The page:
Many large fires mostly contained, but weary region remains on alert as dangerous conditions stay in forecast

Many large fires mostly contained, but weary region remains on alert as dangerous conditions stay in forecast

13 April 2011

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USA — Although some large grass fires in the South Plains were mostly contained Tuesday morning, fire crews cannot breathe easy yet as fire danger conditions persist through Thursday.

The Texas Forest Service reported it assisted fire departments with six massive, active grass fires across West Texas and seven new smaller blazes Tuesday.

The Killough Fire in Garza and Crosby counties was 90 percent contained at 35,484 scorched acres, and the Swenson Fire in King, Stonewall and Knox counties was 90 percent contained at 103,384 acres late Tuesday.

The Cooper Mountain Ranch Fire, located 14 miles south of Clairemont in Kent and Scurry counties, that broke out Monday afternoon was 25 percent contained with 1,616 burned acres.

The region from Gaines County to Reagan County and southeast New Mexico remains under a red flag warning this afternoon to Thursday evening, according to the National Weather Service.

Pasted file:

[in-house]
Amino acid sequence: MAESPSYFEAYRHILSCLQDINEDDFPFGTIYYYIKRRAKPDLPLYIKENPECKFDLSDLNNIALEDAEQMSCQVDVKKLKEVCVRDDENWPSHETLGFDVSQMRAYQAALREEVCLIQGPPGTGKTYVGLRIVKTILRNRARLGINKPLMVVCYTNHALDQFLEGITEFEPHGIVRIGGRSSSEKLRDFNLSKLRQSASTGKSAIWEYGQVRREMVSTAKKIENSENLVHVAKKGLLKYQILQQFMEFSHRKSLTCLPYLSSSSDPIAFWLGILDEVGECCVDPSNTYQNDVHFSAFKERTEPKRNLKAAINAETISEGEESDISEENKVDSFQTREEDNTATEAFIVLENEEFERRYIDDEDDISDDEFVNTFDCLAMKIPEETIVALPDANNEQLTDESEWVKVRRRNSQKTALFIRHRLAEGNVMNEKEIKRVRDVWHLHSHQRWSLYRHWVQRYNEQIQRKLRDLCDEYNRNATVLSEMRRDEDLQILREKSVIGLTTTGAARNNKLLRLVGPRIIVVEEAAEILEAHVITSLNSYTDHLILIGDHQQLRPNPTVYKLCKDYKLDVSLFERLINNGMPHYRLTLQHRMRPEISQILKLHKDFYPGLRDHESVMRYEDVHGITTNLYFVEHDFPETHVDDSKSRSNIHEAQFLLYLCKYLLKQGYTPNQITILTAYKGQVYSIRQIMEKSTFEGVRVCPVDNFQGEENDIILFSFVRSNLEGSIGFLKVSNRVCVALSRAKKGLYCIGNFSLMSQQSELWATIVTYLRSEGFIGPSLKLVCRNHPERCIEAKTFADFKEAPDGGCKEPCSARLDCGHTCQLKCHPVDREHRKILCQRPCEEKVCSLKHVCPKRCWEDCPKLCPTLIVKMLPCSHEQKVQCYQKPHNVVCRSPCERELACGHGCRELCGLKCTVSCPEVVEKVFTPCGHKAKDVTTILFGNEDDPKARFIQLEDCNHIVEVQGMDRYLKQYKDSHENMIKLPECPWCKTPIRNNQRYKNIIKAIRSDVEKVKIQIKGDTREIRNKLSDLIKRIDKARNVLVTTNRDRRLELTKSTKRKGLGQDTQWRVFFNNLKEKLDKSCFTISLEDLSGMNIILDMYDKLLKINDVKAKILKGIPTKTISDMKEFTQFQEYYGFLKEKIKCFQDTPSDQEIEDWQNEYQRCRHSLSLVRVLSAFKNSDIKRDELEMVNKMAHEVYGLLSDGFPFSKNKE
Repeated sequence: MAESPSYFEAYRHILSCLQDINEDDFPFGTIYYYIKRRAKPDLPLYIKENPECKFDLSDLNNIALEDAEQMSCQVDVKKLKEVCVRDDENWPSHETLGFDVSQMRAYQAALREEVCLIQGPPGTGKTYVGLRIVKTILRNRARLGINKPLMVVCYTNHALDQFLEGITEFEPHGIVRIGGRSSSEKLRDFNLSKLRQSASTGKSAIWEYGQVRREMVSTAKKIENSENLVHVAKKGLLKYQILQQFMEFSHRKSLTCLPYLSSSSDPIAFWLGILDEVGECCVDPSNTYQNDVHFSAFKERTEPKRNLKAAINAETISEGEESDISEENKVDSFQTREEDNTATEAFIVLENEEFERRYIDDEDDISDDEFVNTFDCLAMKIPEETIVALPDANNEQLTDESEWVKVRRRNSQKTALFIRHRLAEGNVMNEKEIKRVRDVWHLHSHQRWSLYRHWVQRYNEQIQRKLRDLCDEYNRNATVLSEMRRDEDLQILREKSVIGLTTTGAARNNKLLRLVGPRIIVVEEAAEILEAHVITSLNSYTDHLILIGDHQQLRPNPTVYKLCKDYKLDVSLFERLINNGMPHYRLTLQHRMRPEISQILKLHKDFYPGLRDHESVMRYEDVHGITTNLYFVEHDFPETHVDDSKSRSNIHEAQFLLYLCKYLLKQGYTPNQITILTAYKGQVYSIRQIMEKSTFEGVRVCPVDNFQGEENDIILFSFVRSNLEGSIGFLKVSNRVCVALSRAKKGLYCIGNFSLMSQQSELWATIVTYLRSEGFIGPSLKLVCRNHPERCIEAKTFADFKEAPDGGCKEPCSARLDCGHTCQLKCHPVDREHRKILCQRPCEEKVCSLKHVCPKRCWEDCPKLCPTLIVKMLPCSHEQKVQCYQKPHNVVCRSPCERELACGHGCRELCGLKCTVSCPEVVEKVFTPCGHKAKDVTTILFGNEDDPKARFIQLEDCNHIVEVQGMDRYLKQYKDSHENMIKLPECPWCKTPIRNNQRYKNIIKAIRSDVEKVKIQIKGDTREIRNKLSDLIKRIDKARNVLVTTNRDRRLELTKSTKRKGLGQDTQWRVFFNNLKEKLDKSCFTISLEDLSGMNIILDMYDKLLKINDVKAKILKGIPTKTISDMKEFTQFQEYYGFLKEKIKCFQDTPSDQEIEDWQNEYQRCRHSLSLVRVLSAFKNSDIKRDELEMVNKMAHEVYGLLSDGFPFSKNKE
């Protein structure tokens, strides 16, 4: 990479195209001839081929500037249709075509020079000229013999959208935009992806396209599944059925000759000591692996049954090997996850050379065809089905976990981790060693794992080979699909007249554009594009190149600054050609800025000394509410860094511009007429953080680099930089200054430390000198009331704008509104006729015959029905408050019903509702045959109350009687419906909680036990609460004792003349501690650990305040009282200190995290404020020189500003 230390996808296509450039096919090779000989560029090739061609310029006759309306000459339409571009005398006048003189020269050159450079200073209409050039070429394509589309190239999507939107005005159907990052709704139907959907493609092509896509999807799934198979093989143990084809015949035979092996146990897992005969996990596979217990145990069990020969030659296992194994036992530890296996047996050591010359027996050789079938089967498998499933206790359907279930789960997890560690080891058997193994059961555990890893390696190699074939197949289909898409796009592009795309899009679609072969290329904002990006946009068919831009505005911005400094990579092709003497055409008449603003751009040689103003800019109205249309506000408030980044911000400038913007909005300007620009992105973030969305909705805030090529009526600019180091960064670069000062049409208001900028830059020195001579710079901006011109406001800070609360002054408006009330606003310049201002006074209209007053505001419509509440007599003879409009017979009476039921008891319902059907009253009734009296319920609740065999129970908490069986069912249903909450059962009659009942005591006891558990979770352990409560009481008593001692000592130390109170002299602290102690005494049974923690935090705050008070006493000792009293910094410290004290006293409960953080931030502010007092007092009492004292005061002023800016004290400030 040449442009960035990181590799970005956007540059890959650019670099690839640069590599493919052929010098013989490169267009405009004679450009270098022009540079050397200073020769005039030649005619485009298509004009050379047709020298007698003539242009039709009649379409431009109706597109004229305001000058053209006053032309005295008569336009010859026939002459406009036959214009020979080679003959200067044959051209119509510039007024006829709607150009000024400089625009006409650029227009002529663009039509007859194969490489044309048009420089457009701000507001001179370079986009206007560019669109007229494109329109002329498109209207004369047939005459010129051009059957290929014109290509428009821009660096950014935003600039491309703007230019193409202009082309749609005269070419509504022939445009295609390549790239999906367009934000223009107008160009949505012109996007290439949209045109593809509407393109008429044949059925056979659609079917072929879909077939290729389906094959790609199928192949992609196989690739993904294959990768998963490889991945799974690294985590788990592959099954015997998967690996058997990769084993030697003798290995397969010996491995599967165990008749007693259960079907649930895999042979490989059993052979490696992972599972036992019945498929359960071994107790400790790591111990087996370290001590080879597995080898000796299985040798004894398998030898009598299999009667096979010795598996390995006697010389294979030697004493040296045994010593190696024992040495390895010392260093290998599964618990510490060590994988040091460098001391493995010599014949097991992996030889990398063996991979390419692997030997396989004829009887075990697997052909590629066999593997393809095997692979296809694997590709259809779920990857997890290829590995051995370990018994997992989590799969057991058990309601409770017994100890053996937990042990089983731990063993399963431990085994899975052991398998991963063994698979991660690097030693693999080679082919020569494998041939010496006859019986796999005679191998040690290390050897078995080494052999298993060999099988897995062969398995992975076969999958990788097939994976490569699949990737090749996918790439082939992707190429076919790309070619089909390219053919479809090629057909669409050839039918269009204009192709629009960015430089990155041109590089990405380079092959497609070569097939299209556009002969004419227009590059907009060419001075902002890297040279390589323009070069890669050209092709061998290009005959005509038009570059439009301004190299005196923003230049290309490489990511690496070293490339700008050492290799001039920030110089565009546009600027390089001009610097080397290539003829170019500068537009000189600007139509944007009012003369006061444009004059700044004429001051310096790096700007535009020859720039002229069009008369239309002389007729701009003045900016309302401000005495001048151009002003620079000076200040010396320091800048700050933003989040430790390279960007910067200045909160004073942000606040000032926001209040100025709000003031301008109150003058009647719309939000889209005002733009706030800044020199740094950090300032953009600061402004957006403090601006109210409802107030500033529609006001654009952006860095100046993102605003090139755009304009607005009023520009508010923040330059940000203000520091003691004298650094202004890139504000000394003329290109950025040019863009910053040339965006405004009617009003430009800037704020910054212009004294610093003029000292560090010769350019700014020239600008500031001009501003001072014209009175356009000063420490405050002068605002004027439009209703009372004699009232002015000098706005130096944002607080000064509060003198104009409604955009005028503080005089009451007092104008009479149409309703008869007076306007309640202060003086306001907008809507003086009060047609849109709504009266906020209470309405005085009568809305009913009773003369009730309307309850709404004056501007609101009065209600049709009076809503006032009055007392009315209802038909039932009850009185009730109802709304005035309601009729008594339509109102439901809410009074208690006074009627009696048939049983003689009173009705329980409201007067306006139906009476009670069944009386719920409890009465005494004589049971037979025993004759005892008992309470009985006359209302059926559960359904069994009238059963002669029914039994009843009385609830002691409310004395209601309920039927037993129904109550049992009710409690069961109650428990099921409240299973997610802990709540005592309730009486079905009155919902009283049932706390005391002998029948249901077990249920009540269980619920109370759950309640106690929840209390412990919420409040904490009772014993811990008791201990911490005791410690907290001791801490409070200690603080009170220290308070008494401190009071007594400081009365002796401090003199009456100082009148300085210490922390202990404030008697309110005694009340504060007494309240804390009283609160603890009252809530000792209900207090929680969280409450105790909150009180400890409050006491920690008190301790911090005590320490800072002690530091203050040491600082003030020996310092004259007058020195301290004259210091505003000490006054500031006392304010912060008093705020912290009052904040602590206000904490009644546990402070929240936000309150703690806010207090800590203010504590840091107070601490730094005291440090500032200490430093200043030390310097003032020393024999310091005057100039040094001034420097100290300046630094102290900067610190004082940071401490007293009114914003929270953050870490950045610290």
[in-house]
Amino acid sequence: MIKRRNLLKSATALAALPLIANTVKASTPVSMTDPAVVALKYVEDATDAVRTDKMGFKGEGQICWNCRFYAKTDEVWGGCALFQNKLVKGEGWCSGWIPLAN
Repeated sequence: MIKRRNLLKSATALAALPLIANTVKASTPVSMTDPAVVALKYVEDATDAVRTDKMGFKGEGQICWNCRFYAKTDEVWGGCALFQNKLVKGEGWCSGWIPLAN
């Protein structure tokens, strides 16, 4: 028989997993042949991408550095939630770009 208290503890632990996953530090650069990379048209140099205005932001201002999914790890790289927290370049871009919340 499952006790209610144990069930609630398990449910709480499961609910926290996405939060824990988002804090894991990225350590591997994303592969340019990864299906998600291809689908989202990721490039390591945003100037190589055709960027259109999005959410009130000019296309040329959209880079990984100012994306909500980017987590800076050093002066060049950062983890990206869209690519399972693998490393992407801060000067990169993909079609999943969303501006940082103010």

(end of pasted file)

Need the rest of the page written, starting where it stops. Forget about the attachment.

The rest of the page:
The South Plains, the southern Panhandle and the Rolling Plains will be under a fire weather watch Thursday morning through evening due to 25 to 35 mph winds and humidity levels below 10 percent.

Overnight low temperatures and increased humidity help firefighters’ efforts, but fire officials said combatting blazes remains an uphill struggle with the continued fire danger conditions and with resources divided among other counties.

“We’re stretched pretty thin right now over multiple large fires,” said Justin Musgraves, regional fire coordinator with the forest service. “But we’ve got more resources coming into the state daily.”

A few weeks ago, equipment from Idaho, as well as three bulldozers and three engines from San Bernadino, Calif., arrived in Lubbock in preparation for wildfire outbreaks.

On Tuesday afternoon, Musgraves requested forest service helicopters and aircraft to drop water and flame retardant in Crosby County due to reports of smoke in the area.

Airplane surveyors also took to the skies to determine more accurate damaged acreage estimates.

With the Killough Fire’s raised containment level, only about six fire departments were on scene to handle hot spots and maintain control, Musgraves said.

The cause of the blaze, believed to be man-made, remained under investigation by the Garza County Sheriff’s Office, Texas Rangers and Texas Forest Service.

The Swenson Fire was reportedly caused by a man who had been cutting a pipe outside, Musgraves said.

According to the National Interagency Fire Center website, 19,851 fires have burned 897,580 acres in the U.S. to date this year. The record year was 2006 with 25,592 fires and more than 2 million damaged acres.

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